Audio Drama – Butcher’s Nails by Aaron Dembski-Bowden – Advanced Review [EJ Davies]


EJ Davies reviews the latest in the increasingly complex and multi-format Horus Heresy saga with Aaron Dembski-Bowden’s Butcher’s Nails, shining a spotlight on the World Eater’s Legion and their primarch, Angron.

“An excellently written, and typically novel approach to storytelling that really shines a much-needed spotlight on larger than life characters.  Truly wonderful” ~ The Founding Fields.

From the Black Library:

“The primarch Angron: gladiator-king and Horus’s lunatic attack dog. Never having hidden his resentment for his brothers, he now carves a bloody swathe through the galaxy in the Warmaster’s name, with the Heresy providing a convenient excuse to indulge his love of brutal warfare. When they are tasked with a secretive mission alongside the Word Bearers Legion, the World Eaters’ violent tendencies soon attract the attention of xenos raiders, troubled by the portents surrounding the primarch’s berserk fury and his ultimate destiny as ‘the Blood God’s son’…”

Alright along with Dan, Aaron is one of my favourite writers.  There, I said it.  I bloody love his work.  It’s well crafted, intuitively paced, characterful, beautifully written, and greatly produced.  I have skipped only one of his works so far – that of Cadian Blood – but the rest have been blow my mind fan-bloody-tastic.  So there’s the context.  What follows should be seen through this lens.

The story, as ever, is a simple one.  Under the command of the Warmaster, Angron and Lorgar are set on a course that will lead them to Terra.  Their plan, however, is waylaid by Angron’s insistence on sacking almost every inhabited world they come across – earning him the disdain of his more vehement brother.  En route, they encounter a swift striking xenos species.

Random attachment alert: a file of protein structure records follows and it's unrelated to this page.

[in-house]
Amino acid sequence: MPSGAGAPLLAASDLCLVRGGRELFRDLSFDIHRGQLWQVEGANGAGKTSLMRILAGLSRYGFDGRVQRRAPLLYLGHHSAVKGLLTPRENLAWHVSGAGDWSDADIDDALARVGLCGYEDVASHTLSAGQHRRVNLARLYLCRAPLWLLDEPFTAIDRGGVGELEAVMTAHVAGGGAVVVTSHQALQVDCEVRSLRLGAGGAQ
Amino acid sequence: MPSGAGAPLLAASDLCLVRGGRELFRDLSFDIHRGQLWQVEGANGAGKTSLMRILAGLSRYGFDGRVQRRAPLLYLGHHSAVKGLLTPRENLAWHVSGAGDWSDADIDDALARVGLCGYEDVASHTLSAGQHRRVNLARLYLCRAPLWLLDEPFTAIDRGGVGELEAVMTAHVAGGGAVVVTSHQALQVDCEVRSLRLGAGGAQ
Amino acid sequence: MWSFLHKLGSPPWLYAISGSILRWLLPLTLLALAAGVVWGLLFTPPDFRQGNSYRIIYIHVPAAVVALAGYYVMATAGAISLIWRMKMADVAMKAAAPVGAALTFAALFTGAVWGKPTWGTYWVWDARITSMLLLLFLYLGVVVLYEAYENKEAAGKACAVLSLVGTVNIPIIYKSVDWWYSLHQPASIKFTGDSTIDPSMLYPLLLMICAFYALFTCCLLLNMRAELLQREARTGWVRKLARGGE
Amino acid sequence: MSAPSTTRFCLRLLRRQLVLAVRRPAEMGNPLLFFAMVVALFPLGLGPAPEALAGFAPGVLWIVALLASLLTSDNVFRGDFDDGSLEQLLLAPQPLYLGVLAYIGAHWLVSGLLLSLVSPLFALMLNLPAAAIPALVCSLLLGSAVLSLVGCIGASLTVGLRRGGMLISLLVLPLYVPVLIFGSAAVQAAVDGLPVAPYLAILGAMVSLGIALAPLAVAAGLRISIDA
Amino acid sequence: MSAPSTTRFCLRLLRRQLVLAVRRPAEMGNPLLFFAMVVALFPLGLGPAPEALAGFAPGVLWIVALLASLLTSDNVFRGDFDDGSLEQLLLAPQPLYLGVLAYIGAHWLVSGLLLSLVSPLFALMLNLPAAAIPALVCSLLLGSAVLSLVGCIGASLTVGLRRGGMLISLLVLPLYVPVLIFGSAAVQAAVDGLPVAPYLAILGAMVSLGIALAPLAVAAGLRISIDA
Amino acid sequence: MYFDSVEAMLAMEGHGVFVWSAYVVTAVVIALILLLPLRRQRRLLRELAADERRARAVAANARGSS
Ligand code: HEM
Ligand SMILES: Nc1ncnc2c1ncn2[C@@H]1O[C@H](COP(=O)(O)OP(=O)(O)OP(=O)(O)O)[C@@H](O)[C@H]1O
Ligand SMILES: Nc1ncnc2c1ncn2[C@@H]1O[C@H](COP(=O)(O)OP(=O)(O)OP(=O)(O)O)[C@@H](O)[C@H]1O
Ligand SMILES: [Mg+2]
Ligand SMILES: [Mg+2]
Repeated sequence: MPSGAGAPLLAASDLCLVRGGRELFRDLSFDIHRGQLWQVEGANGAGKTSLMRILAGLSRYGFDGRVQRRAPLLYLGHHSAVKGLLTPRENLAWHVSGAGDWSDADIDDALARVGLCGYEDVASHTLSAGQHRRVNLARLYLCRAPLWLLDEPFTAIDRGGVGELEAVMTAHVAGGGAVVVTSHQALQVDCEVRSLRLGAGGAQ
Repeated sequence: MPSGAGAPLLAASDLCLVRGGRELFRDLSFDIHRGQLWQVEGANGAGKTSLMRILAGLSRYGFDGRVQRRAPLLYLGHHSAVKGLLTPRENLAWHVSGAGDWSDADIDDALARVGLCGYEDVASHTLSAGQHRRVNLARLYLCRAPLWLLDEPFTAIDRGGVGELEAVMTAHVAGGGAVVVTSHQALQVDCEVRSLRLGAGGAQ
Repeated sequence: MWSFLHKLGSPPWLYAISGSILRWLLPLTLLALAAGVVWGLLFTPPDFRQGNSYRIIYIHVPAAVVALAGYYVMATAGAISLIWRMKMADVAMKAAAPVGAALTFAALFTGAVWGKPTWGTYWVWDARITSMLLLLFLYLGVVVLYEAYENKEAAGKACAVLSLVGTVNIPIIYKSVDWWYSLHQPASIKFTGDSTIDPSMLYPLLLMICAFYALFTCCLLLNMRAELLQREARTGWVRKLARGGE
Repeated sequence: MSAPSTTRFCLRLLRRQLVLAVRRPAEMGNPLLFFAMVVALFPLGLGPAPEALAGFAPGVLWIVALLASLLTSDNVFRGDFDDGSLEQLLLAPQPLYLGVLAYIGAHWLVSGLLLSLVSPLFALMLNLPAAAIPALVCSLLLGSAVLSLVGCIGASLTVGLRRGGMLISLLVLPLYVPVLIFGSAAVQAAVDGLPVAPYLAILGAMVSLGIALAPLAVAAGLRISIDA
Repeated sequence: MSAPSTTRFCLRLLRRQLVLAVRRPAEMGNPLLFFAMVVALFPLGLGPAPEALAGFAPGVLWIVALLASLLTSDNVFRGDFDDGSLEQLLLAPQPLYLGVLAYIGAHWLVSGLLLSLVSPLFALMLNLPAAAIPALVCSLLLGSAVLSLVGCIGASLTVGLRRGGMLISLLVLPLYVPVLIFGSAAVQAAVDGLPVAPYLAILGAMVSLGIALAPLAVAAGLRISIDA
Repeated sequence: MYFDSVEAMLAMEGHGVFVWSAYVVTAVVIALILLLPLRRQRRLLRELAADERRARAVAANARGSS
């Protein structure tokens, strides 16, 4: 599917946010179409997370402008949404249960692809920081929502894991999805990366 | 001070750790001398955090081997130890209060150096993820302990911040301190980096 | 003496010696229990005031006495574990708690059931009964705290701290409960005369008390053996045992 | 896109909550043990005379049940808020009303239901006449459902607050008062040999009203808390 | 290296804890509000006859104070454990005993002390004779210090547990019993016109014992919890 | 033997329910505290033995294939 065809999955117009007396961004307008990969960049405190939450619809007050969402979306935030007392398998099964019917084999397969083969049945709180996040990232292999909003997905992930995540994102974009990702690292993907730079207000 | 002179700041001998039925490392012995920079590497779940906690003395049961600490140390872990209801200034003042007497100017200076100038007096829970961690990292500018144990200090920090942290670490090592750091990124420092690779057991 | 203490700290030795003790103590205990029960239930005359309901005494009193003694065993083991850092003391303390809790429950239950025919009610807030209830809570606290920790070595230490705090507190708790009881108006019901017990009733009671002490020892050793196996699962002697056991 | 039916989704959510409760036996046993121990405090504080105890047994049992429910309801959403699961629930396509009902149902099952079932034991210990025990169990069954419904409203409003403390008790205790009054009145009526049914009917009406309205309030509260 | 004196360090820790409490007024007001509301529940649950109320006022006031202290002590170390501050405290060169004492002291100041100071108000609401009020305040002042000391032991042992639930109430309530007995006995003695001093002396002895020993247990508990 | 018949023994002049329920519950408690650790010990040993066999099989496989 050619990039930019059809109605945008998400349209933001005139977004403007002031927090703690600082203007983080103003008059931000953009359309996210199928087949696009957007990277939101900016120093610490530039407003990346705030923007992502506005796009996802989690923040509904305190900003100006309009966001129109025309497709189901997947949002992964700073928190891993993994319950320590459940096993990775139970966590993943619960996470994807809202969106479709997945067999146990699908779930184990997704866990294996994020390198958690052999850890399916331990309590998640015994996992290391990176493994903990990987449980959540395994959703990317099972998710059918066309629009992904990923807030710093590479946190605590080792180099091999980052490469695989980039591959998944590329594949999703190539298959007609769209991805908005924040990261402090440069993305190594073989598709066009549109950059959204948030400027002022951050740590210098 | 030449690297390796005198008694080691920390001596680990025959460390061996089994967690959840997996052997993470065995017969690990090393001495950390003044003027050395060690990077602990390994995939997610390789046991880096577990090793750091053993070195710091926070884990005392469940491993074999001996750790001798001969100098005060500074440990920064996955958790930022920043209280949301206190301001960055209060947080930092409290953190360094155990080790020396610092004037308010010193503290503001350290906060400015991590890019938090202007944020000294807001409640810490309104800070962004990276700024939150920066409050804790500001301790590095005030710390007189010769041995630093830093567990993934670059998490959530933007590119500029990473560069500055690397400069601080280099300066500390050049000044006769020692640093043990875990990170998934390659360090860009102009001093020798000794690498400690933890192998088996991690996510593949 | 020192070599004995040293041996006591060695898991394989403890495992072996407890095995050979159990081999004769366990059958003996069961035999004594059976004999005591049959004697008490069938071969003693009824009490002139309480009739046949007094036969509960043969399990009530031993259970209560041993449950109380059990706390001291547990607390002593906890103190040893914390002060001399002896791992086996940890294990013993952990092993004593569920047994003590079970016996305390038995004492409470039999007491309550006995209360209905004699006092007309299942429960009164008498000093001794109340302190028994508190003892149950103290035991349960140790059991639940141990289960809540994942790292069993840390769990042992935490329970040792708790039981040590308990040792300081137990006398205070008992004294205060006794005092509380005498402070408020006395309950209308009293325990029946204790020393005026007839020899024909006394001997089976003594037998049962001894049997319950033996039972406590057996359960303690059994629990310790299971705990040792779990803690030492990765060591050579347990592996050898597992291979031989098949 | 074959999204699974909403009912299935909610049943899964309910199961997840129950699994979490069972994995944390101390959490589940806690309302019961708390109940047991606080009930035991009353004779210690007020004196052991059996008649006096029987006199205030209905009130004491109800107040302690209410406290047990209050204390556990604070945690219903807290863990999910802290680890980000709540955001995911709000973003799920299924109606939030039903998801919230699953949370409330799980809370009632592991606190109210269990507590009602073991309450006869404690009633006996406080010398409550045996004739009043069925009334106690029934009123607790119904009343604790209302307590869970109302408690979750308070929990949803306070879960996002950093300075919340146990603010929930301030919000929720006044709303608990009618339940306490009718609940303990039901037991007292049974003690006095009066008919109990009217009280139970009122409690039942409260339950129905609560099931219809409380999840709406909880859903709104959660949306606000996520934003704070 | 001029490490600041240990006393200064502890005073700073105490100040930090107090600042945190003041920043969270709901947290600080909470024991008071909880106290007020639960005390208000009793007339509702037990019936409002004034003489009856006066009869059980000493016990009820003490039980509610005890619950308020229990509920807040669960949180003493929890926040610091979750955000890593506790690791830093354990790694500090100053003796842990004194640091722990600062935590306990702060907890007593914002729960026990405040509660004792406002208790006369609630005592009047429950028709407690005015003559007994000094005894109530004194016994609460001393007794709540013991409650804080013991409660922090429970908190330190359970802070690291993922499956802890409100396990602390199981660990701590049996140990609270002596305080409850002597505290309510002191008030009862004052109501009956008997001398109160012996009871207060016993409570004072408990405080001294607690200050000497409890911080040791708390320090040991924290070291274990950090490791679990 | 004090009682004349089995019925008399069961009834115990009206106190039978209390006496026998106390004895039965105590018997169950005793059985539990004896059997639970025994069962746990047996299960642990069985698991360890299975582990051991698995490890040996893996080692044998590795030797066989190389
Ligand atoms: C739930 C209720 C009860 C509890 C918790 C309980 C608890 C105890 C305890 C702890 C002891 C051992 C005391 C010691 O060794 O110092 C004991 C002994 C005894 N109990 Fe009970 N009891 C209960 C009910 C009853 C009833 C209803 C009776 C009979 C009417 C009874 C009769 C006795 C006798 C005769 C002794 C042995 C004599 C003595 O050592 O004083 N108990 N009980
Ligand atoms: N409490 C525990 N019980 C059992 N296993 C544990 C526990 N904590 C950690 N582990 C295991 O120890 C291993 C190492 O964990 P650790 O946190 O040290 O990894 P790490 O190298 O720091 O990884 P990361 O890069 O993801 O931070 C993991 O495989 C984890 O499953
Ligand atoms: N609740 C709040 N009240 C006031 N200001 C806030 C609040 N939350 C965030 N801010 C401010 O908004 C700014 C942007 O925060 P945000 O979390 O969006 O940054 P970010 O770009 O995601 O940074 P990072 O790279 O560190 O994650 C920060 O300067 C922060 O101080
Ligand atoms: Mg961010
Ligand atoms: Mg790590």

This shows all the hallmarks of Aaron’s almost obsessional attention to detail.  The characters – the few that speak – are given such depth of background that it makes me want to cry that I will strive to reach such heights and ultimately fail.  We hear from Angron, Khârn, the human commander of the Conqueror, and Lorgar – as well as a few of the xenos.  The words they speak, the sentences they bring, and the pure pleasure of language that Aaron crafts is at the forefront of this piece, and adds a wonderful tale to the canon of the Heresy.  The characterisations of Angron and Khârn both were about where I’d expect them to be at this point in the heresy (and not where they were in Galaxy in Flames.)  It’s also quite eyebrow-raising that my own takes on both these characters have tied in so closely with what Aaron has produced, and I am more than a little keen to see where they go from here.

You can tell this was recorded in the same session as Labyrinth of Sorrows as we have the same narrator and a few of the same voices.  Joining Rupert Degas (who I believe is playing Khârn) is Charlotte Page playing the Conqueror’s human commander (nicely played, a great voice, but lacks that sterner, more dangerous edge you’d expect from a human servant of the XII Legion), Chris Fairbank (formerly Moxie from Auf Wiedersehen Pet playing a host of roles), and David Timson playing Angron.